whats the most complicted rig u made for a game? (don't need much detail, just basics if u can)

how come you're company decided not to use character studio, pro's and con's from your point?


04 April 2006, 10:21 AM
Well, judging by how many times I've answered you can tell how busy I am... ;) Haha! I'm joking of course, but I do browse these forums probably too much!

We can run scripts as long as they are only manipulating the bones, so an auto-clavicle is fine. I've been working for the last month on and off with our artists getting a good mesh ready for the main character, and then weighting it up. It's took me a while with the restrictions, but now the shoulders and such are looking great, but it's all down to taking our time on the mesh and weights.

Our current rigs don't need any real advanced setups as once we take them into motionBuilder we are using their basic skeletal structure, with a few add-ons, but nothing too fancy.

My more complicated rigs include the standard IK/FK setup, squash and stretch, and automatic overlap. For stuff like this I get a lot of time to produce them (well, longer than normal anyway, there's never enough time!), and I normally have to create the tools that work with it.

For the current project we didnt use character studio... Well, I have no idea to be honest, I jumped in after all the groundwork was in so I don't know who made that decision. Personally, I haven't used character studio too much. From what I did use I didn't like it very much, although it does seem great from quick animation, stuff like an animatic and such.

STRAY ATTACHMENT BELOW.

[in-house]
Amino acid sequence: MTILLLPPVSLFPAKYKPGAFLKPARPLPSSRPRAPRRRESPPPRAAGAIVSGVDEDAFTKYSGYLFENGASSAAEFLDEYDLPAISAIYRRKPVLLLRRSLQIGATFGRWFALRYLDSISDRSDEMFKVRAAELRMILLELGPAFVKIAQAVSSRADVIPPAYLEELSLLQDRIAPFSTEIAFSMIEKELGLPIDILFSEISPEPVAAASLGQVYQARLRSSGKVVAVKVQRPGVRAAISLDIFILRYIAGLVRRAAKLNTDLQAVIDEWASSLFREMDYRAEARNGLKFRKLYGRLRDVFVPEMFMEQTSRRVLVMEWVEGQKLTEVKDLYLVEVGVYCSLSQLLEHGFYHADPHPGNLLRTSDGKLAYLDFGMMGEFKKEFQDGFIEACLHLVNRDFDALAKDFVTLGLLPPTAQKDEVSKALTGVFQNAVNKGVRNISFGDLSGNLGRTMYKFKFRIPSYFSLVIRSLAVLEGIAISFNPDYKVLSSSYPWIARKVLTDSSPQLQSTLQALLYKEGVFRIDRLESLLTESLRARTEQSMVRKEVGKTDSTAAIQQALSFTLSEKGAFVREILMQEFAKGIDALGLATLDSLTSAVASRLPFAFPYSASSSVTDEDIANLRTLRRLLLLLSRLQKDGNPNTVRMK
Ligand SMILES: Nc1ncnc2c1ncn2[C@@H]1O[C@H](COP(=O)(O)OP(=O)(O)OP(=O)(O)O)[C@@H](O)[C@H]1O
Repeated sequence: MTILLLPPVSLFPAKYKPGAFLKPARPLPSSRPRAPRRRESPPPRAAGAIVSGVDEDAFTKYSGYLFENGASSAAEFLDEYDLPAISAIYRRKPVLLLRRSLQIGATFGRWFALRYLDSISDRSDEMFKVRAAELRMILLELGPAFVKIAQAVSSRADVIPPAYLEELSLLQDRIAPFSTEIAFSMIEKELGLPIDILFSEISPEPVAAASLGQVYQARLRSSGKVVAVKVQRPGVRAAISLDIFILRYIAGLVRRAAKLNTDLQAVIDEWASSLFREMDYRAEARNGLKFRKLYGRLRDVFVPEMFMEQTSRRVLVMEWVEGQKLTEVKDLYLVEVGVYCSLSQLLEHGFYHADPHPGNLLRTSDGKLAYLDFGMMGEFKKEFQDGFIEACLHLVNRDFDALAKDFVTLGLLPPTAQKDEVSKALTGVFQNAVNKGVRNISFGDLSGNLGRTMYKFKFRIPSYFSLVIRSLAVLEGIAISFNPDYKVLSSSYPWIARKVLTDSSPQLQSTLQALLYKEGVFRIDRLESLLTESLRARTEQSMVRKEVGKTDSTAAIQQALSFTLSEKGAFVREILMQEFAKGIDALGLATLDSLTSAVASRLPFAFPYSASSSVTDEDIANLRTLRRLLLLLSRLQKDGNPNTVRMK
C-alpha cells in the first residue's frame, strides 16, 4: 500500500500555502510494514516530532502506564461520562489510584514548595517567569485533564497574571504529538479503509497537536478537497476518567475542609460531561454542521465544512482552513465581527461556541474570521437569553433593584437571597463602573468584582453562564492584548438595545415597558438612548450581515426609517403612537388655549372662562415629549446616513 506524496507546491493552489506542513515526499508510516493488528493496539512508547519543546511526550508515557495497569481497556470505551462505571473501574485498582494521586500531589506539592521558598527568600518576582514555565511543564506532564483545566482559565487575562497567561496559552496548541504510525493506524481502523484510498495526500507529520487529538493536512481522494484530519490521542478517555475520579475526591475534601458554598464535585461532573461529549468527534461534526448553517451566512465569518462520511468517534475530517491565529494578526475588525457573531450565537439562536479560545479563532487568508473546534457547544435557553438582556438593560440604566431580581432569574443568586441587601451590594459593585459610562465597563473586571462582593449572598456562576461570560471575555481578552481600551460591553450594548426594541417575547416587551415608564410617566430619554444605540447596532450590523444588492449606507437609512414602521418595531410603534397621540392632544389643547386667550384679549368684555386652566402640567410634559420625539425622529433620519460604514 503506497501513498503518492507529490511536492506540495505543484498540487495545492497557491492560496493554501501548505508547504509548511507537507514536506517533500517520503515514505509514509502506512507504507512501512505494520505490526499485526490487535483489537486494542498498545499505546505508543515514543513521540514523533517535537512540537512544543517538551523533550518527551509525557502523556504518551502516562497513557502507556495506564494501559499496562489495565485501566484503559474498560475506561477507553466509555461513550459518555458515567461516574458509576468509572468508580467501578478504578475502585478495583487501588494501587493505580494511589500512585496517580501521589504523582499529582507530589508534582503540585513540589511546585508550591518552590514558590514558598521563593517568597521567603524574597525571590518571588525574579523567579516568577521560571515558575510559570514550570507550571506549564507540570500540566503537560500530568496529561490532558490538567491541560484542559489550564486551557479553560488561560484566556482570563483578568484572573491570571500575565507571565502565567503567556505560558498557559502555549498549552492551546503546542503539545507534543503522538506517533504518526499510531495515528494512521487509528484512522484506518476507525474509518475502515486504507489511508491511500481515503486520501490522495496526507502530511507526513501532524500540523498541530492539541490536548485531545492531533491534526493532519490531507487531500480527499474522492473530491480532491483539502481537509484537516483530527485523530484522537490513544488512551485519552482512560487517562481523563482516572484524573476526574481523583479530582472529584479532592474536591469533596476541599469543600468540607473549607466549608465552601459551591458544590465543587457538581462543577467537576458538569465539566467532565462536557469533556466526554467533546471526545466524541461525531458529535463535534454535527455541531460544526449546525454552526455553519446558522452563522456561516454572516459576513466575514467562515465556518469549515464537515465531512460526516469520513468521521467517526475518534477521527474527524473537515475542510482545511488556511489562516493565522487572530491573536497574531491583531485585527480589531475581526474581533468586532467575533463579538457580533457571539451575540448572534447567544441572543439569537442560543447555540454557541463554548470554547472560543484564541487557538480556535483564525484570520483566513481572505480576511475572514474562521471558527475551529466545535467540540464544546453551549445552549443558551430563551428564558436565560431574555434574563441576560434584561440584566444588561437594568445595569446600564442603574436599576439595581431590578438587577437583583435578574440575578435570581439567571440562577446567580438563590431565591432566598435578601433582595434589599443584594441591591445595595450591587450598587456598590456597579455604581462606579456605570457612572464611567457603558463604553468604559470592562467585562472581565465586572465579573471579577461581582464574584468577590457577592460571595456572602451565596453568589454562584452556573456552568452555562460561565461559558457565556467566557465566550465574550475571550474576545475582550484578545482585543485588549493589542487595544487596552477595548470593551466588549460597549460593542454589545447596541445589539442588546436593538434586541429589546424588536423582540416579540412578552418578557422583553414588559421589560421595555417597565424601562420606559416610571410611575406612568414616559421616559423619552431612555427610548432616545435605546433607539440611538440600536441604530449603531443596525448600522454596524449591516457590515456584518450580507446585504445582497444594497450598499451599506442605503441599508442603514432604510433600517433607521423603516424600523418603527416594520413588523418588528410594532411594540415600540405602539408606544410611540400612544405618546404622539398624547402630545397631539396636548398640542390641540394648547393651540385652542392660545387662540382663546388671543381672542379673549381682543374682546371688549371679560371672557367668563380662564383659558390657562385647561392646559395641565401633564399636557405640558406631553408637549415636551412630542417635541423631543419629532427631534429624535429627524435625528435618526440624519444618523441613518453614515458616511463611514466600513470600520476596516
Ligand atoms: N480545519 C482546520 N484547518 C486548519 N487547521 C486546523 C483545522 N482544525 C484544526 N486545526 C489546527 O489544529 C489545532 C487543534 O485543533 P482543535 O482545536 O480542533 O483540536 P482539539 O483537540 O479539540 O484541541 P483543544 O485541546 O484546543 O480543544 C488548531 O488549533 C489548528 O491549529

Dark Soldier
04 April 2006, 10:37 AM
thanks again vyntax.

was just looking at venom website. did u work on that 'prey' game for 360?

i was gona experiment with modelling a bit for my project, but do u think it would be better to make it a major starting point expriemting with different topolgy because i guess making the rig is just getting the character to move the right way but the mesh deforming properly if pretty much down to good topology and weigthing?

is there anything you can think of that i should research or learn?


Dark Soldier
04 April 2006, 02:43 PM

wanted to get this thread going again.

Any Riggers out there with game/game cinematic experience? have u ever had to make a different rig for the ingame and cinematic version of the character? what are pros and cons of of using Character studio / custom rig. what kind of limitations are there when rigging a game character? has next gen allowed more freedom when rigging?

will think of more questions


04 April 2006, 06:09 PM
Thanks for the invite, I will see what question I can answer. The problem is the answer can be different for so many reasons.

I"m working on cinematics at the moment for content that will eventualy play in game, how ever the target harware that we are looking at is 3 years old so we really can't do every thing that we would like to. What I will end up doing is stripping back the rigs that I have until they meet the mark of the engin and hardware. I will have to remove things like Skin Morph from the mix as well as other methods that I use for deformation that would create over head in the engin that we can't afford.